Conception rates in under-18s

Rates of teenage pregnancy are often associated with poor educational achievement, poor physical and mental health, social isolation and poverty. The Public Health Outcomes Framework for England includes under-18 conceptions as a key measure for health inequalities and child poverty.

How have conception rates changed over time?

The rate of conception in under-18s has decreased over time from 47.1 per 1,000 population in 1969, to 21 per 1,000 population in 2015 – this is a decrease of 55%. In the last two decades the rate of decline appeared to really accelerate in 2007. In 1999, the Teenage Pregnancy Strategy was launched, which included a target to halve the under-18 conception rate between 1998 and 2010. Although progress in reducing the under-18 conception rate was made, we can see that the target of 22.6 per 1,000 population was missed by around thirteen conceptions per 1,000 population. Despite the end of this strategy in 2010, the conception rate continued to fall in 2015.

Updated April 2017.

About this data

Under-18 conception rate per 1,000 population:

  • Numerator: total conceptions in all women aged under 18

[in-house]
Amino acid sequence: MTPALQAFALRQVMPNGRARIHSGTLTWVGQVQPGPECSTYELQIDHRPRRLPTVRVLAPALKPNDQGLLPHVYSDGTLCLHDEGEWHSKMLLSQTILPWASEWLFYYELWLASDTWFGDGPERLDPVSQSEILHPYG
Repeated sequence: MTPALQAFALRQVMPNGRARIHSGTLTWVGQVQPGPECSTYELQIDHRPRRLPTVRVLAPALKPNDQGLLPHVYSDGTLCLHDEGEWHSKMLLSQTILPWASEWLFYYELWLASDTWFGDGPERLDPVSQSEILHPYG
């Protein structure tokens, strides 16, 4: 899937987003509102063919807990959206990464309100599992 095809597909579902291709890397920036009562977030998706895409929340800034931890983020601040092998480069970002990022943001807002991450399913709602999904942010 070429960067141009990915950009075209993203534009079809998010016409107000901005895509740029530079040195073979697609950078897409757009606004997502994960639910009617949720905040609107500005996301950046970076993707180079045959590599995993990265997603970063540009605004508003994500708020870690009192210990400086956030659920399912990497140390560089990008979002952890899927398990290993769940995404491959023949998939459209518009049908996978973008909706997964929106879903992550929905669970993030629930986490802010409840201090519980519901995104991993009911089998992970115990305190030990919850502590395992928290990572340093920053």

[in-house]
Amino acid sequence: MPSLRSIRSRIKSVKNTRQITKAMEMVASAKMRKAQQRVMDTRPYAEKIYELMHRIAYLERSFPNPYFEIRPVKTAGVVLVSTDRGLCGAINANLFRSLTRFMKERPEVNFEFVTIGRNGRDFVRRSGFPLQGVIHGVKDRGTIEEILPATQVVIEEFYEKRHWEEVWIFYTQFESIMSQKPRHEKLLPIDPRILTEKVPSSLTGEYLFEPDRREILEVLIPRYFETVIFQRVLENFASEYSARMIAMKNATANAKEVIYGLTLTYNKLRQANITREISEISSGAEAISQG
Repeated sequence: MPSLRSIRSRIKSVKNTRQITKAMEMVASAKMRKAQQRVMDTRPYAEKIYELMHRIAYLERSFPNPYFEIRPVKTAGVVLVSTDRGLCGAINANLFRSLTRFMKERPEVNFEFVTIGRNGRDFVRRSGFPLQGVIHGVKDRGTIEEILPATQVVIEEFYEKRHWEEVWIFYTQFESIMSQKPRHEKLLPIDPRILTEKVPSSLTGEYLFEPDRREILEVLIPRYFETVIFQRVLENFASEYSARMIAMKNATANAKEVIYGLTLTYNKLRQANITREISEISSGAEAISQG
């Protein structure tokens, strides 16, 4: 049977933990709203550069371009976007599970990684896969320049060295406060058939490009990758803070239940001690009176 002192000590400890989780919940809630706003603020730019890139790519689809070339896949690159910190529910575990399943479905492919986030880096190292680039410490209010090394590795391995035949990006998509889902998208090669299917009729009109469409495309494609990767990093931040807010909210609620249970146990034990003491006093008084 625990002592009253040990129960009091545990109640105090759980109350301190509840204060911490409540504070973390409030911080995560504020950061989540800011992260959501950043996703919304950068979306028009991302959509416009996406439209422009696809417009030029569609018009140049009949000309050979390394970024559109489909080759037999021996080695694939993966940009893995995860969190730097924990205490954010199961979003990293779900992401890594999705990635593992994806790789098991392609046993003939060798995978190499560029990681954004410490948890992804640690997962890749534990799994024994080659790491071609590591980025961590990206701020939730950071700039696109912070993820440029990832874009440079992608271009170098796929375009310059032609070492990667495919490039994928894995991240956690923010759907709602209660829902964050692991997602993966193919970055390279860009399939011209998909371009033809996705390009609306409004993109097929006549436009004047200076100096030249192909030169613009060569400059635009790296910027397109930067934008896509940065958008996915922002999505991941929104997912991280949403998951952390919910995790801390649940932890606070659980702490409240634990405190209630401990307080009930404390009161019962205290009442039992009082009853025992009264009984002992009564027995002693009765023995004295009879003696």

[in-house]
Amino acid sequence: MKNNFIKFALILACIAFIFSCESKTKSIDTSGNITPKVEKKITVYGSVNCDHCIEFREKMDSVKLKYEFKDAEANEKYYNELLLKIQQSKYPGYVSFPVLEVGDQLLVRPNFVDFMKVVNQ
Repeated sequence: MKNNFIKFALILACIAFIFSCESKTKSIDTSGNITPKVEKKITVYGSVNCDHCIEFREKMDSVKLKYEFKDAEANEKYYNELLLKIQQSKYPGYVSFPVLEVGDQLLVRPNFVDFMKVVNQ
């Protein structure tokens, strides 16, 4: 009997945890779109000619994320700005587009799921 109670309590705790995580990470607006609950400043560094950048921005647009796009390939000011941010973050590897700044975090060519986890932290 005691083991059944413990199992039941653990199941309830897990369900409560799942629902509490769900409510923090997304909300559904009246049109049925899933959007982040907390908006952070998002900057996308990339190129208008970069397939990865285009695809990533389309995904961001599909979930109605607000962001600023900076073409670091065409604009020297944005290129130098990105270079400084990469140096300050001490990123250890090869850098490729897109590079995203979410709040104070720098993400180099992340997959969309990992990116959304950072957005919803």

• Denominator: total female population aged 15 to 17.

Office for National Statistics (ONS) conception statistics are compiled by combining information from birth registrations and abortion notifications. Conception statistics include pregnancies that result in:

  • one or more live or still births
  • a legal abortion under the Abortion Act 1967.

Miscarriages and illegal abortions are not included. The date of conception is estimated using recorded gestation for abortions and stillbirths, and assuming 38 weeks gestation for live births. A woman’s age at conception is calculated as the number of complete years between her date of birth and the date she conceived.

The postcode of the woman’s address at time of birth or abortion is used to determine local authority/ward of residence at time of conception.

Only about 5% of under-18 conceptions are to girls aged 14 or under and to include younger age groups in the base population would produce misleading results. The 15 to 17 age group is effectively treated as the 'population at risk'.

ONS changed the methodology for estimating age at conception in 1997. Rates for 1987 to 1996 were revised to provide a comparable time series from 1987 onwards. 


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